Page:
Back in September, I drove up and down the state delivering more than 100 yard signs to cities from Portage and Anderson to Charlestown and Newburgh. People (my husband) thought I was insane. I drove all by myself in peace and quiet (we have two young kids), away from the internet and in between projects for the two jobs I have (I’m living the American dream). I binged on podcasts and listened to stand-up comedy, uncensored, because I could. I stopped at local food joints as well—from Big Ben’s BBQ in Jeffersonville to Henze’s bakery in Valparaiso. I also sat at many railroad crossings. I think Griffith and Porter tie for two of the largest crossings I recall encountering in Indiana. All in all, this trip doesn’t sound too insane to a 40-something mom.
Some of you had amazing fall décor—big word planks (with messages like “Welcome Fall”), sitting next to your front doors, are popular all over Indiana. Others were still holding onto summer and had your green thumb on full display in your front yards and decks.
But, let me get to the point: what I learned from this road trip.
In the end, what I learned is simple, obvious, and contrary to the messages coming out of the statehouse: We who support public education come from all walks of life. Public education is the great equalizer. Public schools are the hearts of our communities and need qualified staff and teachers to ensure proper operation. Underfunding public education makes no sense. The current funding course the state is on for the sake of “choice” could more aptly be termed "austerity” and is not sustainable. If it were, we would not have referendums to help pay for teachers. It is imperative to pay attention. Let's focus on getting the right people into office to ensure that ALL Hoosier children will have access to an equitable education offered by accountable schools filled with well-trained, well-paid teachers and support staff.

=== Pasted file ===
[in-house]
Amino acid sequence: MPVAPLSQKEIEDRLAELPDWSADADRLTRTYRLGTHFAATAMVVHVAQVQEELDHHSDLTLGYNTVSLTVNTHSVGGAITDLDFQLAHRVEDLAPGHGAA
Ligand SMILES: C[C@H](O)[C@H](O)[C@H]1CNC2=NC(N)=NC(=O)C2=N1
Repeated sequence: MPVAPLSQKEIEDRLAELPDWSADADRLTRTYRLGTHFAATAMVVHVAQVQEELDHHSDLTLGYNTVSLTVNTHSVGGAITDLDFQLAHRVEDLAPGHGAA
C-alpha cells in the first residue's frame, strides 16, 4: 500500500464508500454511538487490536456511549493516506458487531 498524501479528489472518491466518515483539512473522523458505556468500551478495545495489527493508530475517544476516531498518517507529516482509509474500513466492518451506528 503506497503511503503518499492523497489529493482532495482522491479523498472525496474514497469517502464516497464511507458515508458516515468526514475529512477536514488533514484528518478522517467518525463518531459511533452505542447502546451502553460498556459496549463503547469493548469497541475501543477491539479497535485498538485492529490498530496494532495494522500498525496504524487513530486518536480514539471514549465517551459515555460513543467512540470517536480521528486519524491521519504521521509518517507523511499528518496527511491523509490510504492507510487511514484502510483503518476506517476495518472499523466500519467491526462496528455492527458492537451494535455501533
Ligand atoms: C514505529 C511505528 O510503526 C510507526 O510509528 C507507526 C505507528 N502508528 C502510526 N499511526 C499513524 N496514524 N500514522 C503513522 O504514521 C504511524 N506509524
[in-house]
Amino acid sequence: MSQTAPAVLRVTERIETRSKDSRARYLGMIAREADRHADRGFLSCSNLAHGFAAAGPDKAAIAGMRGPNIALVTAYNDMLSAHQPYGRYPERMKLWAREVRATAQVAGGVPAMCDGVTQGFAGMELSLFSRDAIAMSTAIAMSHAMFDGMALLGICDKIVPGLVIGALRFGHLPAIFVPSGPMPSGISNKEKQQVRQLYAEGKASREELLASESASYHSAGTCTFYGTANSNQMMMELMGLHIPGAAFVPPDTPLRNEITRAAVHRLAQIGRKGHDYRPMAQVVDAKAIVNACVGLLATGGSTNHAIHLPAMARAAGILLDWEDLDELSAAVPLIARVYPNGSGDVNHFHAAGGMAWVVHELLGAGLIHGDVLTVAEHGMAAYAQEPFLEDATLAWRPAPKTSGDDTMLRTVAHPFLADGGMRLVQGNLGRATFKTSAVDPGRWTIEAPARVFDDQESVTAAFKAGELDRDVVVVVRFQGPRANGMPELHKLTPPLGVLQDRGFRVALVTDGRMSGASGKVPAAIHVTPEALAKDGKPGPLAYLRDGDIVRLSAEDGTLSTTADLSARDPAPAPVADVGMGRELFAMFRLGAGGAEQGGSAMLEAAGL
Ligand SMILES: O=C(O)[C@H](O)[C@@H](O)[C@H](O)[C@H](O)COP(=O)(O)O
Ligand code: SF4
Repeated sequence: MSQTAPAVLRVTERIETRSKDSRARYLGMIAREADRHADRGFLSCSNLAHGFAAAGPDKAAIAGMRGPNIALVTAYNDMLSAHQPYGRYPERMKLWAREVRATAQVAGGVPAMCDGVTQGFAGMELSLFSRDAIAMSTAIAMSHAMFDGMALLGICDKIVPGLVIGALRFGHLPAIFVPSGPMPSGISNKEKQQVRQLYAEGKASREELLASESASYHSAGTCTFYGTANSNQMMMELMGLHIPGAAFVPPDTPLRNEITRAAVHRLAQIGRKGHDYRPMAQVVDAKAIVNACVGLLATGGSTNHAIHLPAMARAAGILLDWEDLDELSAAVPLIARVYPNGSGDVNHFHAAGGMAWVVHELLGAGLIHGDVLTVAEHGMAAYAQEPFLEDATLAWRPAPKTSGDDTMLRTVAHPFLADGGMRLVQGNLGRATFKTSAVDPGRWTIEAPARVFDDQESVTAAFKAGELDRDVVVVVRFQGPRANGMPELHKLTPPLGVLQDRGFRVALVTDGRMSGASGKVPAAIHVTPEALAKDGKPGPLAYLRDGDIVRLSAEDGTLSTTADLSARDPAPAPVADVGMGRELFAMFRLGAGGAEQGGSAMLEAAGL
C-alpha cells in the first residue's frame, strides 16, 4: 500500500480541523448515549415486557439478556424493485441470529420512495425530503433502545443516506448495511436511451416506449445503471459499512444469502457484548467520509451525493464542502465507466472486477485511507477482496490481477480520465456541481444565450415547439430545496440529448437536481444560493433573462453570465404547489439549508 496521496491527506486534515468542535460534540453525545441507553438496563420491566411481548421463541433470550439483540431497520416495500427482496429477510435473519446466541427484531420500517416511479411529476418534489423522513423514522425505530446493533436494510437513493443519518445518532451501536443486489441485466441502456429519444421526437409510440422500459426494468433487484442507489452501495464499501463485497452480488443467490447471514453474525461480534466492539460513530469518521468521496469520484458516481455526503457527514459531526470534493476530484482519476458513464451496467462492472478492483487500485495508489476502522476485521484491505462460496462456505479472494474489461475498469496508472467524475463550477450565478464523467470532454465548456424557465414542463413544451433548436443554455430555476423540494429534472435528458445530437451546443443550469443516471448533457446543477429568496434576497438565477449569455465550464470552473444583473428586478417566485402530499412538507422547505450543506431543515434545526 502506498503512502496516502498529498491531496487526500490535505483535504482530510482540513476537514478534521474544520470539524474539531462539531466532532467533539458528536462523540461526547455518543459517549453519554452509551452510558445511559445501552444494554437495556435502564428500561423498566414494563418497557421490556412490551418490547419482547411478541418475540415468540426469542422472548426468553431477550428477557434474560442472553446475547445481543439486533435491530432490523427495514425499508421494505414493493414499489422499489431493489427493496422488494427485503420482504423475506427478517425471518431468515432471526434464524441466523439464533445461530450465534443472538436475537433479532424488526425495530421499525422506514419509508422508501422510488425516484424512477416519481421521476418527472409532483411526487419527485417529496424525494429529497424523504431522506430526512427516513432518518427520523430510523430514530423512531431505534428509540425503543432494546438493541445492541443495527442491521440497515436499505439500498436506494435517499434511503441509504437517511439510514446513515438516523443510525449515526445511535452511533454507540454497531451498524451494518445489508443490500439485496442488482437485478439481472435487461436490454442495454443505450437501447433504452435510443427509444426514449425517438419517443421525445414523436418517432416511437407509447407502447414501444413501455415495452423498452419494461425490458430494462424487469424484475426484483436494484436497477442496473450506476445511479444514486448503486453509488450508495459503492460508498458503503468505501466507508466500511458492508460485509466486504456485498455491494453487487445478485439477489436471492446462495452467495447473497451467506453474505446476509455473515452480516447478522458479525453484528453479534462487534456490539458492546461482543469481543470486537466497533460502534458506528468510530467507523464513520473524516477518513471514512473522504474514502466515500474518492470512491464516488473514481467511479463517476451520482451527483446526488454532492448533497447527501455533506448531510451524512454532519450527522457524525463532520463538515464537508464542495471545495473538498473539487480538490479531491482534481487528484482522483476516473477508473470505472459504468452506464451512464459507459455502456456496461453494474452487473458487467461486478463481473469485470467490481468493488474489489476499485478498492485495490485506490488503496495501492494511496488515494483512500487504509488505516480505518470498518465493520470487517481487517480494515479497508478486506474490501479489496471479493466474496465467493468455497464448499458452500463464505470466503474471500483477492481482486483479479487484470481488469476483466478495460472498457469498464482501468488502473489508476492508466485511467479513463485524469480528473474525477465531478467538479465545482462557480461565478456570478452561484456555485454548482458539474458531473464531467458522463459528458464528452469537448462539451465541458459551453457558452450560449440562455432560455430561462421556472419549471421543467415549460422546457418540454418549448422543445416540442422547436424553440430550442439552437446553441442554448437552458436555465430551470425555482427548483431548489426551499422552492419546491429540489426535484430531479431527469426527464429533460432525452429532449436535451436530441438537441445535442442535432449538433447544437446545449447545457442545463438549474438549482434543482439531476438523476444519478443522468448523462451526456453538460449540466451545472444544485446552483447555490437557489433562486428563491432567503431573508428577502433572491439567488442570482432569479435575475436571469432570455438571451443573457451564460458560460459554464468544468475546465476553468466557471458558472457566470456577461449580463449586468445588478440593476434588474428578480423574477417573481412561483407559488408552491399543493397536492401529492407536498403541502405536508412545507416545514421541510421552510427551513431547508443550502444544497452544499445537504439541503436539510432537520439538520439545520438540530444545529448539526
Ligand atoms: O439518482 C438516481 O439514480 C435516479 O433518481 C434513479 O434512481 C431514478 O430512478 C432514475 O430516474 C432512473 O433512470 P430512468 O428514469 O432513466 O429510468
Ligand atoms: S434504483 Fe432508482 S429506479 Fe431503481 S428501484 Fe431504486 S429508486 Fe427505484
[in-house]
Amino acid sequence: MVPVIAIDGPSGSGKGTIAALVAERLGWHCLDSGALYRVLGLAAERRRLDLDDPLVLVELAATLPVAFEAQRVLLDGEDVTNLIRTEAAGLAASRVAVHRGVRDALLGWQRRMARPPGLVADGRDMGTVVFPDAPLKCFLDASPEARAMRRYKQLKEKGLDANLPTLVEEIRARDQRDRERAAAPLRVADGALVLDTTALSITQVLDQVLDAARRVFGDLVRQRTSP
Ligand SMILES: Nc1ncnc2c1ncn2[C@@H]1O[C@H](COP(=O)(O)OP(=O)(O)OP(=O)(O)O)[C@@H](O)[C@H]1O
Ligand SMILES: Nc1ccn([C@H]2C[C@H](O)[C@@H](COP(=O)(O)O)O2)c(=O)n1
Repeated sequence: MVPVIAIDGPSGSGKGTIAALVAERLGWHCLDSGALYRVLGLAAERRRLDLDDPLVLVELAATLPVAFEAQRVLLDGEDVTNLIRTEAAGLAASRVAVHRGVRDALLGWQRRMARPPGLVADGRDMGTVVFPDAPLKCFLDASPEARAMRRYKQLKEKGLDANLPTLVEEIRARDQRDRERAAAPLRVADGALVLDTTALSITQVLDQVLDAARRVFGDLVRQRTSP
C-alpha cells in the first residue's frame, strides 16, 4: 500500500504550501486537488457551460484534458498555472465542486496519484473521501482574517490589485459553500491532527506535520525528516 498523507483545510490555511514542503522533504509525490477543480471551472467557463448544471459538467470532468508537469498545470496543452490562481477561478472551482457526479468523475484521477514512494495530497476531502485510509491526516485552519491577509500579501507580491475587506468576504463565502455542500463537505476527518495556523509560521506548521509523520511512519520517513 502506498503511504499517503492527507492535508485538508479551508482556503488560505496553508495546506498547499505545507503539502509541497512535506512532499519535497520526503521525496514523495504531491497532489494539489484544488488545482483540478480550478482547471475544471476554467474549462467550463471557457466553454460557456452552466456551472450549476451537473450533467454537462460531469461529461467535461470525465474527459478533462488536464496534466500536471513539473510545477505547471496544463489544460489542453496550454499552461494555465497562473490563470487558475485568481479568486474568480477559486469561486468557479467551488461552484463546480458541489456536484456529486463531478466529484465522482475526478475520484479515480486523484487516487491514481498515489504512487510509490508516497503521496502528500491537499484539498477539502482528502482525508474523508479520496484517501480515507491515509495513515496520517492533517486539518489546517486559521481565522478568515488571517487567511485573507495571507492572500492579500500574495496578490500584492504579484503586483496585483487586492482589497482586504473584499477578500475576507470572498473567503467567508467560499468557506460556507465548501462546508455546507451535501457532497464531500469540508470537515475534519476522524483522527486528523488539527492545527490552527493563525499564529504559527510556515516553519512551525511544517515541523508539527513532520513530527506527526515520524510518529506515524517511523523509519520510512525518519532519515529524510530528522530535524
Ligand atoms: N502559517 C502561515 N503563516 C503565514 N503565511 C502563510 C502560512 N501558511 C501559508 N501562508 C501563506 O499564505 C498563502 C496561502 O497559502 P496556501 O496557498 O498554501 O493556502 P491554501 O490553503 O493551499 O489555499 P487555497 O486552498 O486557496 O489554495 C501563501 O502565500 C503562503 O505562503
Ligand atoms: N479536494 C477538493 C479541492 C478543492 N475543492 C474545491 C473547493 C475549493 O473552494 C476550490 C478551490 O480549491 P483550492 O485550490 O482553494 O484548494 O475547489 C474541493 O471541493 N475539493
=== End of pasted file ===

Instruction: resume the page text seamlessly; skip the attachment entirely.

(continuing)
Tomorrow and every election day, be sure to vote for public education.
—Keri Miksza, vice chair of Indiana Coalition for Public Education–Monroe County